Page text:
Characteristics: Fourth-instar nymphs have no waxy filaments or marginal fringe. Adults have white wings and yellow body; they hold their wings slightly tilted to surface or substrate.

Giant whitefly
(Aleurodicus dugesii)

Adult giant whiteflies with mottled gray wing patterns.

Host plants: avocado, begonia, hibiscus, giant bird of paradise, orchid tree, banana, mulberry, vegetables, and many ornamentals.

Characteristics: Adults are up to 0.19 inch long. They leave spirals of wax on leaves. Nymphs have long filaments of wax that can be up to 2 inches long and give leaves a bearded appearance. For more information, see Pest Notes: Giant Whitefly.

Woolly whitefly
(Aleurothrixus floccosus)

Woolly whitefly, Aleurothrixus floccosus, nymphs and waxy filaments that cover colonies.

Host plants: citrus, eugenia.

Characteristics: Nymphs are covered with fluffy, waxy filaments. Adults are white.

Biological Control

Whiteflies have many natural enemies, and outbreaks frequently occur when these natural enemies have been disturbed or destroyed by pesticides, dust buildup, or other factors.

General predators include lacewings, bigeyed bugs, and minute pirate bugs. Several small lady beetles including Clitostethus arcuatus (on ash whitefly) and scale predators, such as Scymnus or Chilocorus species, and the Asian multicolored lady beetle, Harmonia axyridis, feed on whiteflies.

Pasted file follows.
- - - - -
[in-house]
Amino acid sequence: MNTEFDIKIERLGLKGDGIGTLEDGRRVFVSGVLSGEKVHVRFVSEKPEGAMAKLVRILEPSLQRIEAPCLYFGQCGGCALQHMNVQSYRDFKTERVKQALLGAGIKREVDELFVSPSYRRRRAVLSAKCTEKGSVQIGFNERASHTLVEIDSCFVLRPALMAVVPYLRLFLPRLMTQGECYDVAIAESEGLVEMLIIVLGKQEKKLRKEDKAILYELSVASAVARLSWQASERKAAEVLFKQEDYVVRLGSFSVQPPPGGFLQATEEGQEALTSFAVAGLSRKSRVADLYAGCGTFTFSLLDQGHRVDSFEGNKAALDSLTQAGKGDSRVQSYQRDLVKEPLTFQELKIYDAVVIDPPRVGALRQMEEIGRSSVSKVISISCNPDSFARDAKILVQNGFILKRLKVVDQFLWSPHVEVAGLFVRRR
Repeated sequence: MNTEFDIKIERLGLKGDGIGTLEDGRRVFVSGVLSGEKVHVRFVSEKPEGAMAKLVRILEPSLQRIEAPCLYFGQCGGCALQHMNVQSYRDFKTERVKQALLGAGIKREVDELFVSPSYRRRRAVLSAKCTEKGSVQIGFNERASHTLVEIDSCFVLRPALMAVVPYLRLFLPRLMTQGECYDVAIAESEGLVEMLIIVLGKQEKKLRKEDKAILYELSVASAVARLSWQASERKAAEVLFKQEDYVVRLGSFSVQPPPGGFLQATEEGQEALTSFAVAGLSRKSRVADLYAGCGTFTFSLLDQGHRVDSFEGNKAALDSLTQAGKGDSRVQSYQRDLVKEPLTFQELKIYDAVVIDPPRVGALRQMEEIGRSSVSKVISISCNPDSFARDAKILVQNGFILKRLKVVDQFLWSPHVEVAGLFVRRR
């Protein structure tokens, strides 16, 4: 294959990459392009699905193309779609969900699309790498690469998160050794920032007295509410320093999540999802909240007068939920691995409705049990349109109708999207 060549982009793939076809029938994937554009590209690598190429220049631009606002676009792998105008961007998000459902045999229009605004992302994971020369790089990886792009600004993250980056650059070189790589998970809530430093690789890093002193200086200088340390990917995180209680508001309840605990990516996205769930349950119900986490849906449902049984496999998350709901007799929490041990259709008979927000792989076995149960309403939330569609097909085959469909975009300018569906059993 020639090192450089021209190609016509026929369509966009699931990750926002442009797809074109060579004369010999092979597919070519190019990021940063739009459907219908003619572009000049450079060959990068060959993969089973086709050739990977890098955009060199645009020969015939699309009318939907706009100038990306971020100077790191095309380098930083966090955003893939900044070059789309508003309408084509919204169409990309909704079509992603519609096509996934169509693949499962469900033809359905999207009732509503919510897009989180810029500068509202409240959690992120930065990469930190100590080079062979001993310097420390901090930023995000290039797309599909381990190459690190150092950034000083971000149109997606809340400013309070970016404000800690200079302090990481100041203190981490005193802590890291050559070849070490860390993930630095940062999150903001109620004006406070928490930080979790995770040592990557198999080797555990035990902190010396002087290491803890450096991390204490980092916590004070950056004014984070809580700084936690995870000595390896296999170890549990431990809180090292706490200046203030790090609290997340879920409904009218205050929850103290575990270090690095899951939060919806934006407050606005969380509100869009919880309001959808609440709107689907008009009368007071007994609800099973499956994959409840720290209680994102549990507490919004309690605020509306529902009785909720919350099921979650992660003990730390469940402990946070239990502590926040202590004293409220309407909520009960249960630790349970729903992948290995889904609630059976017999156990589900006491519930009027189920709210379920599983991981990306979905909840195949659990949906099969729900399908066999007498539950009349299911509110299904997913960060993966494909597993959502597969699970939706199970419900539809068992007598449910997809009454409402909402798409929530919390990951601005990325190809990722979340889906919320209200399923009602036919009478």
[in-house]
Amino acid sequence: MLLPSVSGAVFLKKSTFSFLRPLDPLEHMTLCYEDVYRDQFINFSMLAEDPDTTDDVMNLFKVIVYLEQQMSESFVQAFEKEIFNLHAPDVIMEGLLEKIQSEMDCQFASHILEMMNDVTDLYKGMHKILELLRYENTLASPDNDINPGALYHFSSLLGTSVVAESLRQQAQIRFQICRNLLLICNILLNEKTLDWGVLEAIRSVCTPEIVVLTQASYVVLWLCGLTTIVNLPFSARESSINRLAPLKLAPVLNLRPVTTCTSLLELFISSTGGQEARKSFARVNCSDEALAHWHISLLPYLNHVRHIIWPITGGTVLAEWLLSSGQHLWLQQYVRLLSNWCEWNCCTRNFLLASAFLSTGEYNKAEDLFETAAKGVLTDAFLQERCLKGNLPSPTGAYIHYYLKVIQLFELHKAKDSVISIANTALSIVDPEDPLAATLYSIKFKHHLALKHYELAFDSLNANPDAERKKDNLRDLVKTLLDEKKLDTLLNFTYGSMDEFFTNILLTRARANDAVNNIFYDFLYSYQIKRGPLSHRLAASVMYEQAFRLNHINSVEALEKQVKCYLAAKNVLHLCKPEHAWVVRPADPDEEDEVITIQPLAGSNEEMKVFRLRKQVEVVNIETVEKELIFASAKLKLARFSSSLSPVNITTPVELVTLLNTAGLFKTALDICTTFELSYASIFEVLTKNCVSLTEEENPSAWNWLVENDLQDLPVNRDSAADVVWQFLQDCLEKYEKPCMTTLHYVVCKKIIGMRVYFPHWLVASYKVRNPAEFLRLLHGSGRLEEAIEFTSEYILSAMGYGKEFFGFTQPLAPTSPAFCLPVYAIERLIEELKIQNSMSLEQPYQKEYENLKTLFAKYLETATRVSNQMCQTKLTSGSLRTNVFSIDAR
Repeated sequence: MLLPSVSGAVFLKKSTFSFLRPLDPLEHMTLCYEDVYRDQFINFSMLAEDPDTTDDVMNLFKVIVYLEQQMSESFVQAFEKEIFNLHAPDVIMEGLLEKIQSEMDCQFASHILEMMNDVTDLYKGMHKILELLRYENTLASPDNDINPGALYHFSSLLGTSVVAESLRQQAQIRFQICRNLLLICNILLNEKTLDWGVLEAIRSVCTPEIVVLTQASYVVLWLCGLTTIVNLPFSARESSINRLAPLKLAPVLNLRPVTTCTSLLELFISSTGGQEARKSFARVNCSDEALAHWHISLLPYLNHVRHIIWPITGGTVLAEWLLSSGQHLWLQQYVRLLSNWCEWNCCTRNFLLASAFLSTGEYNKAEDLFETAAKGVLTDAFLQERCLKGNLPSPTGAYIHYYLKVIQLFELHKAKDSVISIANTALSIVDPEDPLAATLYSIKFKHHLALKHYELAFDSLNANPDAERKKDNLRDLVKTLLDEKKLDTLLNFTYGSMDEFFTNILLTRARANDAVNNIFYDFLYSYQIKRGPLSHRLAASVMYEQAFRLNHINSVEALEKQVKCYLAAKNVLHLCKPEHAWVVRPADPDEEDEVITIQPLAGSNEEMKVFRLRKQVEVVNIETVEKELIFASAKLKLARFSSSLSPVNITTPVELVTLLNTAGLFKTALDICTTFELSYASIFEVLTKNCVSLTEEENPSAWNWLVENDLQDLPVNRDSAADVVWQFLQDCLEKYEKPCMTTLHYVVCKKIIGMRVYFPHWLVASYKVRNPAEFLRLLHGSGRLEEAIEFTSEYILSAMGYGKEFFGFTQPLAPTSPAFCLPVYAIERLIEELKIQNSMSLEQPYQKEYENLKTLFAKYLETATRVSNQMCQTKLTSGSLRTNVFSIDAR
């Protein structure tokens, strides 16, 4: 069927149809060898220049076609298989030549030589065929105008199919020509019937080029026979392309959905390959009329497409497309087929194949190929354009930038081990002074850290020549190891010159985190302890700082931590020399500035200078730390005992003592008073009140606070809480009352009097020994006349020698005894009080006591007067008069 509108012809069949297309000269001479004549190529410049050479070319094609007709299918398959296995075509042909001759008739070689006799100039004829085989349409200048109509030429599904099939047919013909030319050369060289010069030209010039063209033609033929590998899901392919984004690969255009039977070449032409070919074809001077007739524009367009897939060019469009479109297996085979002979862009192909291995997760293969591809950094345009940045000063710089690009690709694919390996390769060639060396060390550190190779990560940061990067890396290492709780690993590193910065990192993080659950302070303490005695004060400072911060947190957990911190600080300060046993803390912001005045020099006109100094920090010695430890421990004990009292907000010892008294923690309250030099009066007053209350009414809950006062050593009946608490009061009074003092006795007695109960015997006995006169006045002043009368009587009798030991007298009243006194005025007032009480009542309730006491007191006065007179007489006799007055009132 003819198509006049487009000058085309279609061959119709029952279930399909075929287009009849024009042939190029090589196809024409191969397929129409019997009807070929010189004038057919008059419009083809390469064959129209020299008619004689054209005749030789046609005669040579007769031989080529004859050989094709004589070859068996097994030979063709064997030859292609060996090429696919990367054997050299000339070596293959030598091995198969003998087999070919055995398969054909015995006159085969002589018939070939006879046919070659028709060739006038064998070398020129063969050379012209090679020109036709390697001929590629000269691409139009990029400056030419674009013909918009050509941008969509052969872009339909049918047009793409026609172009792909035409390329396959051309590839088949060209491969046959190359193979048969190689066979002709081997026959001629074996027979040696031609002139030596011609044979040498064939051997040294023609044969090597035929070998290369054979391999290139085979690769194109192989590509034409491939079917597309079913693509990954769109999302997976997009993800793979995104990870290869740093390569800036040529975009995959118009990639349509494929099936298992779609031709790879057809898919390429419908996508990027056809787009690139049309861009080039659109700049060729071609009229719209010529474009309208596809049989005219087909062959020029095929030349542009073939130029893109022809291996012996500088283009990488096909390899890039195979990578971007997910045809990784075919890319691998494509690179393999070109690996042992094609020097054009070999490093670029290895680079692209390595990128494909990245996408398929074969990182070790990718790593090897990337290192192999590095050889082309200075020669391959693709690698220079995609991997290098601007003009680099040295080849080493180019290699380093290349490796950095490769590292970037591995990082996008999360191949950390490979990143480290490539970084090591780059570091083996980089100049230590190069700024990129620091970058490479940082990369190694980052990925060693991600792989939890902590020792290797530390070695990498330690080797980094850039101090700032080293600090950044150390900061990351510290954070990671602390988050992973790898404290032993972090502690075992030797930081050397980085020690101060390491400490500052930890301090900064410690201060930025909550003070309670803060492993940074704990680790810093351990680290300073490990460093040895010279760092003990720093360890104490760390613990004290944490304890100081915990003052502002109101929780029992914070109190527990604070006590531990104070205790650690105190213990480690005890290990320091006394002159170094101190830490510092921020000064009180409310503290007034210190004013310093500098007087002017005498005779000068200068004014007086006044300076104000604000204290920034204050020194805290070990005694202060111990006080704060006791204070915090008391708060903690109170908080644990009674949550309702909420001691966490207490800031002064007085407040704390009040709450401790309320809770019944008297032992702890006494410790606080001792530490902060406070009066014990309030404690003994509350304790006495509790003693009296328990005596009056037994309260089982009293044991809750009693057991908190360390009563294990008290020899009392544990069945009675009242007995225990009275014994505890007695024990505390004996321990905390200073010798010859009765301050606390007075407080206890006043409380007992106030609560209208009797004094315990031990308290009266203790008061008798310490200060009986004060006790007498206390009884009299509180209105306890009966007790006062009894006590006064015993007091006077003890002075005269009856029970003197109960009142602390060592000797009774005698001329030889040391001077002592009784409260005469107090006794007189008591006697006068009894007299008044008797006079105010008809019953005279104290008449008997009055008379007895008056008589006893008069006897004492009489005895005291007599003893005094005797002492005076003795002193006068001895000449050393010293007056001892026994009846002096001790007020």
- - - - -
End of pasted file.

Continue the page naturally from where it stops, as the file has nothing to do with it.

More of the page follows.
Whiteflies have a number of naturally occurring parasites that can be very important in controlling some species. Encarsia spp. parasites are commercially available for release in greenhouse situations; however, they are not generally recommended for outdoor use because they are not well adapted for survival in temperate zones.

You can evaluate the degree of natural parasitization in your plants by checking empty whitefly pupal cases. Those that were parasitized will have round or oval exit holes and those from which a healthy adult whitefly emerged will have a T-shaped exit hole. Whitefly nymphs can sometimes be checked for parasitization before emergence by noting a darkening in their color. However, some whitefly parasites do not turn hosts black; and some species of whitefly nymphs that occur on ornamentals are black in their healthy, unparasitized state.